Vice President Mike Pence declared that "life is winning again in America" at the annual anti-abortion March for Life in Washington, D.C. on Friday.
A longtime opponent of abortion rights and the 1973 Roe v. Wade Supreme Court decision that made abortion legal nationwide, Pence made a personal plea to the audience to embrace "love, not anger" and "compassion, not confrontation" when fighting for their position.
Pence was the first sitting vice president to ever attend the annual march. In the past, like-minded presidents like Ronald Reagan and George W. Bush have called into the event to voice their support.
President Donald Trump, in his own characteristic way, tweeted early on Friday: "The #MarchForLife is so important. To all of you marching — you have my full support!"
According to Pence, he was appearing at the behest of Trump.
"President Trump actually asked me to be with you here today," said Pence before echoing the sentiment expressed in the Commander-in-Chief's tweet. "He asked me to thank you for your support."
Although Trump had a long history of publicly stating his support for abortion rights he has reversed himself since becoming a national politician. During the GOP primary race he made headlines and earned widespread criticism for floating the idea that women should be "punished" if they sought an abortion should Roe v. Wade be overturned.
Despite backtracking on that controversial assertion, Trump has moved full speed ahead on the abortion issue since being sworn in as president just seven days ago.
In one of his first moves as president, Trump reinstated the so-called Global Gag Rule or Mexico City policy, which prohibits federal funds for foreign countries which provide abortion rights education and services. While Trump's decision to change the policy was expected, the fact that he signed the executive order in a room full of white men, was not well-received.
And some critics have argued that Trump's policy will actually lead to more, albeit unsafe, abortions.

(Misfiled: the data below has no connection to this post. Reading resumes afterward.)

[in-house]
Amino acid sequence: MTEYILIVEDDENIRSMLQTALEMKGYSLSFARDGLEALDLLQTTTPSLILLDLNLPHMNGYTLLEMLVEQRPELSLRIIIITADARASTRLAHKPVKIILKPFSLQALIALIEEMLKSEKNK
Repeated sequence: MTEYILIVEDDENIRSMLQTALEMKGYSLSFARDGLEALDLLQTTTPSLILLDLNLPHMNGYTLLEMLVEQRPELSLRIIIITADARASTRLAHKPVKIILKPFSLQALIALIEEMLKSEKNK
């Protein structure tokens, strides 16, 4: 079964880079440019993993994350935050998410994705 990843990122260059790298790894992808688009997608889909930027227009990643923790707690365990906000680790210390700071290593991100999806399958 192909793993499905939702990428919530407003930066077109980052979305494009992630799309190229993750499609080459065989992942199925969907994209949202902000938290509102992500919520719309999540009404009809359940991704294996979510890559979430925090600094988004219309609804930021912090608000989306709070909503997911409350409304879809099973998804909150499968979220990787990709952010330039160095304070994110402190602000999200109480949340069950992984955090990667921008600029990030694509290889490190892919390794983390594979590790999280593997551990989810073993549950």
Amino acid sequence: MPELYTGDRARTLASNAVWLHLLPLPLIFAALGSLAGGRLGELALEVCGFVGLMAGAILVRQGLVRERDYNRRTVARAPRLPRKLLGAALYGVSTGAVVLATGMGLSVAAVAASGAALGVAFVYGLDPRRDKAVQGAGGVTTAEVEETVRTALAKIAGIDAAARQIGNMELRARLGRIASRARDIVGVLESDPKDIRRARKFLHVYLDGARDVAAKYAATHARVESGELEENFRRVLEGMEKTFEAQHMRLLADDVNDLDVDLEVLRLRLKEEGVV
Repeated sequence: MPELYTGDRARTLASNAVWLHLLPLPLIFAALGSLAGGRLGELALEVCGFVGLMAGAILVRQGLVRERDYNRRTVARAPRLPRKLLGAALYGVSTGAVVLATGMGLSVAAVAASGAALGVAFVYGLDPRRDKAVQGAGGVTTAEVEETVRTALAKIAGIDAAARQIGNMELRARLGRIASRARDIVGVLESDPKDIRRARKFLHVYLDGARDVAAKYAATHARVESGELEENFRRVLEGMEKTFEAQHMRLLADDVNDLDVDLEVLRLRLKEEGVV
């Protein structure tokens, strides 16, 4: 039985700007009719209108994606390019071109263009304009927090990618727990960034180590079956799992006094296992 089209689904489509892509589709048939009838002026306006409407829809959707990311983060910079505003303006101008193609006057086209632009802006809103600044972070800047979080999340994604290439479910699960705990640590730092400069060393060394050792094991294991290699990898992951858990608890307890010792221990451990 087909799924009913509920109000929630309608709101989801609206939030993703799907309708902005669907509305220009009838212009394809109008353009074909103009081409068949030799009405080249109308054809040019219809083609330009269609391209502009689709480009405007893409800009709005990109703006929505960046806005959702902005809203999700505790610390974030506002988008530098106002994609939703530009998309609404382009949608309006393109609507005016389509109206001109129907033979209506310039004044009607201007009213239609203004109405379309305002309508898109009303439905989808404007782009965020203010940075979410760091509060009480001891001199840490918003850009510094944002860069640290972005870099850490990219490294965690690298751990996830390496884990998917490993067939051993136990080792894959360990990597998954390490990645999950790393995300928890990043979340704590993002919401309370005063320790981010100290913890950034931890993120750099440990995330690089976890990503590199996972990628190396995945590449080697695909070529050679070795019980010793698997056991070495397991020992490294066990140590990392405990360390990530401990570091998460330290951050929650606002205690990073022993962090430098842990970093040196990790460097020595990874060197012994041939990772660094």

Meanwhile, this White House's more active involvement in the March for Life -- senior Trump advisor Kellyanne Conway also appeared -- is a break from previous administrations and may signal an even more outspoken stance on reproductive rights issues.
During his address, Pence noted that with "pro life majorities" in the House and Senate -- as well as an upcoming Supreme Court pick who will be "in the tradition of the late great Antonin Scalia" -- anti-abortion advocates could look forward to a "historic moment" for their cause.
"Along with you we will not grow weary, we will not rest, until we restore a culture of life," said Pence.
Friday's March for Life comes almost a week after a wave of massive protests around the country and the globe led by women's rights activists, that were largely in opposition to President Trump and his policies. And while those marches were criticized on the right for excluding anti-abortion voices, they were still historically unprecedented in terms of their size and diversity.
Trump, who has proven highly sensitive to issues of crowd size, has already predicted that the March for Life will draw roughly a half a million people. There are no official estimates of the turnout at this time.
Jeanne Mancini, the president of the March for Life, said on Friday that she didn't want to compare numbers with the women's marches last weekend,
"The only number I care about and the number all of us here care about is 58 million," she said in reference to an estimate of the number of abortions since 1973. "Pro-life is pro-woman. That voice might have been shut out last week but pro-life is pro-woman."